Thursday, September 16

Anti-vandal varnish for the second life of the feminist mural

It has taken almost half a year – and several municipal procedures – for the faces of 15 important women in history – and silenced in it – to once again preside over a long wall on José del Hierro Street, in Madrid’s Barrio de la Concepción . This week, nine members of the Unlogic Crew are working around the clock restoring the feminist mural of Ciudad Lineal, which has become an emblem for the district. First it was the right that wanted to erase it from the City Hall, but the night before 8M someone took a shortcut and threw black paint on it.

When the afternoon falls on August 23, the sound of spatulas scraping the wall sets the music around the La Concepción Sports Center. The work of recovering the mural has just started: “We are preparing the stage,” explains Jorge Nuño, one of the members of Unlogic Crew, the group commissioned by the City Council to redo the work, vetoing citizen collaboration. “As there are parts that are raised, what we do is scratch so that when the base on which the paint will later be applied is already applied, it will not rise again in the coming months,” he adds.

After that first scraping, the primer layer is applied, which will protect it from moisture, and then a pink layer for the background. In the early hours of Wednesday the faces begin to take color and the smell of paint dominates the mural and the sidewalk that supports it, which is full of buckets, rollers, papers and brushes; leaving free, yes, the bike lane, through which there is a trickle of walkers on wheels.

“The sensation when taking the first brushstrokes is of total joy”. Jorge thinks of the neighbors in the neighborhood as he glides the brush gently on the wall. “I am painting for all of them and for them. We are the brushes of the neighbors. They have fought for six months to recover this wall and they already did it in 2018 to get it,” he expresses attentive to the work.

Although she is happy for the return of this feminist emblem, she cannot help feeling sad at the same time: “We are very, very sorry, because the women of the neighborhood are the engine of this mural and yet they cannot paint it because they are not allowed to. “. One of the clauses of the contract of the Government of Almeida for the recovery of the mural vetoed the participation of any person who did not belong to Unlogic. “They have not given us any explanation,” argues Nuño. “On the two occasions that I have personally spoken with the District Board, I have not received any cause or objective reason.” Unlike other works contracts where the administrations prevent the company from subcontracting them to third parties, this one from the Madrid City Council speaks directly of avoiding “citizen participation.”

The artist “probably” sees reasons behind this veto. “It seems that there is someone who does not like to see hundreds of women recover a space for which they have fought during all these months. There can be no other cause, since we have a 60-meter wall, with portraits every two, three meters “, he explains pointing to the wall and marking faces with his hands. There is enough social distance so that there is no problem in terms of social and health measures. Although they have not alleged any of that to prohibit it, “he insists.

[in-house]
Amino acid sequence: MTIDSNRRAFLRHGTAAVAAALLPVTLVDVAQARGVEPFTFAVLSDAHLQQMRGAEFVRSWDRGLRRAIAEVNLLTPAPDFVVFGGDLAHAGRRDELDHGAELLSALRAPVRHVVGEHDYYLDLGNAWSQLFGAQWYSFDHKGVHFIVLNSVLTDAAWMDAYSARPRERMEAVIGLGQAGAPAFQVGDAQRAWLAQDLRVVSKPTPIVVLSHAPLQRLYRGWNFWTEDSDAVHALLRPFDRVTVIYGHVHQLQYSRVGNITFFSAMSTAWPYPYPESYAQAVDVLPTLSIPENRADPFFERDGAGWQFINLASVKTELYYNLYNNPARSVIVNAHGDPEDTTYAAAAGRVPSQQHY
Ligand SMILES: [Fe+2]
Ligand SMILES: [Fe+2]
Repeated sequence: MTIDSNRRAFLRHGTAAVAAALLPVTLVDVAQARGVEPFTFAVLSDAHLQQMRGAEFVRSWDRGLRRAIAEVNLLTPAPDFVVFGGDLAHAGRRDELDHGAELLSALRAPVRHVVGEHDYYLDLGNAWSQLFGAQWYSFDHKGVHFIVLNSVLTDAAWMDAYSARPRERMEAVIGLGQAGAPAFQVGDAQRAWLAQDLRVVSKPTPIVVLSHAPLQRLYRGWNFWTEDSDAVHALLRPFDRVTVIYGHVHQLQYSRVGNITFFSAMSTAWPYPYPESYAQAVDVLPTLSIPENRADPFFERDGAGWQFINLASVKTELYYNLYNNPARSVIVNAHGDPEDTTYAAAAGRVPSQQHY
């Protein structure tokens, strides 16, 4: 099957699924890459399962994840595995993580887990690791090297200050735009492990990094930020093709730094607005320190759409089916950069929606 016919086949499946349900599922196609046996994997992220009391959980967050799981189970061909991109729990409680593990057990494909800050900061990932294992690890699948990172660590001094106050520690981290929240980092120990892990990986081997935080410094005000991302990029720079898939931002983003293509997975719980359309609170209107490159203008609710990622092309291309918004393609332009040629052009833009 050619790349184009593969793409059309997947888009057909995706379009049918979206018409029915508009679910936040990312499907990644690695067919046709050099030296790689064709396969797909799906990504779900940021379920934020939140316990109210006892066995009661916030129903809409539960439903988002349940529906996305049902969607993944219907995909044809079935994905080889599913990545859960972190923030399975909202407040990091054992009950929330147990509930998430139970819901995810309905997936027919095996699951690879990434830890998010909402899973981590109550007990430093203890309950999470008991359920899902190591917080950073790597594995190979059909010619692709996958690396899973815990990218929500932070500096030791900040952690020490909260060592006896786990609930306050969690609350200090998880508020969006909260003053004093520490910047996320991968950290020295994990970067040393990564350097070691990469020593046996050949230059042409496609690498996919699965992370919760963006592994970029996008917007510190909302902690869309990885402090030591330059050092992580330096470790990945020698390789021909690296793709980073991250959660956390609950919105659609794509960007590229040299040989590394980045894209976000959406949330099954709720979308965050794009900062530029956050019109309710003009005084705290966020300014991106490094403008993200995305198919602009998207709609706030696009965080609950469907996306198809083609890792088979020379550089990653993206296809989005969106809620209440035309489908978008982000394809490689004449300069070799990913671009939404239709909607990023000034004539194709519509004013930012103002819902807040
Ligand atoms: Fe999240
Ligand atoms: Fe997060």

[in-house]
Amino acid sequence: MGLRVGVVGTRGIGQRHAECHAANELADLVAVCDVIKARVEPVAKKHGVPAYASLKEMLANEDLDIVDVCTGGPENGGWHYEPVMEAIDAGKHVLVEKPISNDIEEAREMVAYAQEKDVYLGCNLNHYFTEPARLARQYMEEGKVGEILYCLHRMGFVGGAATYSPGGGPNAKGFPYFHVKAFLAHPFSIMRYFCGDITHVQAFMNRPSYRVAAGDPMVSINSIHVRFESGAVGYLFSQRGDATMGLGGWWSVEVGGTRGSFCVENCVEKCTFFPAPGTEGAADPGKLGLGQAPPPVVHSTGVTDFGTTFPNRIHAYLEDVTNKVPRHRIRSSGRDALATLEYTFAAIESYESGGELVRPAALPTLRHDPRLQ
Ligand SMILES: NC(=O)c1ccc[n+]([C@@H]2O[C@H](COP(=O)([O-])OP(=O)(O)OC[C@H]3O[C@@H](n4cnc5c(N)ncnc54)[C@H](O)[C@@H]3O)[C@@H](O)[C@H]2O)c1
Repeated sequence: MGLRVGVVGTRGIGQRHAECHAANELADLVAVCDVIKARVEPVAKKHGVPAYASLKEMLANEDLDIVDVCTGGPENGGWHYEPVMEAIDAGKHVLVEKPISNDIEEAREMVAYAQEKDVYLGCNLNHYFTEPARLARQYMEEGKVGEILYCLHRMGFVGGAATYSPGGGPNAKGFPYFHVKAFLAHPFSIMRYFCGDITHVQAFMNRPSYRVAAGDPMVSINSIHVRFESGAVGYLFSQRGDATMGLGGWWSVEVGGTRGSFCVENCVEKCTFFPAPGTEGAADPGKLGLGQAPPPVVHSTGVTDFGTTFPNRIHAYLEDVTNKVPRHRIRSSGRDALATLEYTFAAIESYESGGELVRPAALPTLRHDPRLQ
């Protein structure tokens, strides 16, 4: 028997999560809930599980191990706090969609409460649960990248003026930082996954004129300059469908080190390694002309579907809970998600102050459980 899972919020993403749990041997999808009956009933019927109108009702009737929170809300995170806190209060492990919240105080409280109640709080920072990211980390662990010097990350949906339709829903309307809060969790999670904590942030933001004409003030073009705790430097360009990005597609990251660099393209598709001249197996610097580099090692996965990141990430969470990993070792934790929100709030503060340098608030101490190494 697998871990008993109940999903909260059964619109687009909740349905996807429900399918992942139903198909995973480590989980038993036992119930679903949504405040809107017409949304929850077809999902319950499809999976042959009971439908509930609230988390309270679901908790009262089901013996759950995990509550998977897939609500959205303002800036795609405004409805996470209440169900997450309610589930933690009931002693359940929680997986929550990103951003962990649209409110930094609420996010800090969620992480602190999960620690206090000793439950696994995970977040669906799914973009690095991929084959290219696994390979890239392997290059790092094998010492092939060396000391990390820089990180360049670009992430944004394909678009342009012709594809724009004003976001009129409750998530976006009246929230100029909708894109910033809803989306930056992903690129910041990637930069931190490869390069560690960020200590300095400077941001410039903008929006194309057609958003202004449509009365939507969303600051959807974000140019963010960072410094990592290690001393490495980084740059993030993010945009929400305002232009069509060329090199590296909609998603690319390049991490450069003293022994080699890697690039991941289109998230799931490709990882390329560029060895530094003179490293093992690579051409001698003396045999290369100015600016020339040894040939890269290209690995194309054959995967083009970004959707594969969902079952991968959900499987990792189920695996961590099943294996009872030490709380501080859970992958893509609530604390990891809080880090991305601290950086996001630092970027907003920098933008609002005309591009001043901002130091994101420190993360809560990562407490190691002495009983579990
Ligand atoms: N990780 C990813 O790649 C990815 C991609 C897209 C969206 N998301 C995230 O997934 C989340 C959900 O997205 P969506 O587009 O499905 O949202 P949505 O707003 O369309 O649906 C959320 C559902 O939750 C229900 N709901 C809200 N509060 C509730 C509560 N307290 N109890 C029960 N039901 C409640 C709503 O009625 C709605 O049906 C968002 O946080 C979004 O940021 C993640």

While Jorge attends, at the other end of the wall a man in his early 40s and dressed in light tones talks with a dark-haired boy, who wears a white t-shirt with drawings and plays to take off and put on a cap that It protects you from the heat while you jump without moving from the site. They are Cristóbal and his four-year-old son Leo, who is very excited to be there. “I was commenting on the process of how the silhouettes they made at night are going to transform into spots and will end up outlining the face. I was saying, ‘this is going to be a smile, here the eyes are going to be, here the nose … “, he says, pointing to the strokes made with a felt-tip pen.

“I’m painting Billie Jean King right now,” says Alberto, another member of the collective, concentrating on his work. He is sitting on a mat that protects the floor from the drops. When loading the brush with purple paint, check on a sheet where you have to apply each shade. “We have made a color map and each number represents a different one. That way it is easier for us to coordinate”, he explains while showing the sketch in which the extension appears divided into areas with different codes: “All the ones are equal, the twos , too…”.

Although the mural will be exactly the same as three years ago, there are several things that have changed, in addition to the use of this color map or the veto of the neighbors by the municipal government. One of them is the application of an anti-paint varnish that will help prevent acts of vandalism like the one that occurred six months ago, since, just by applying water, the artists say, the work will be recovered.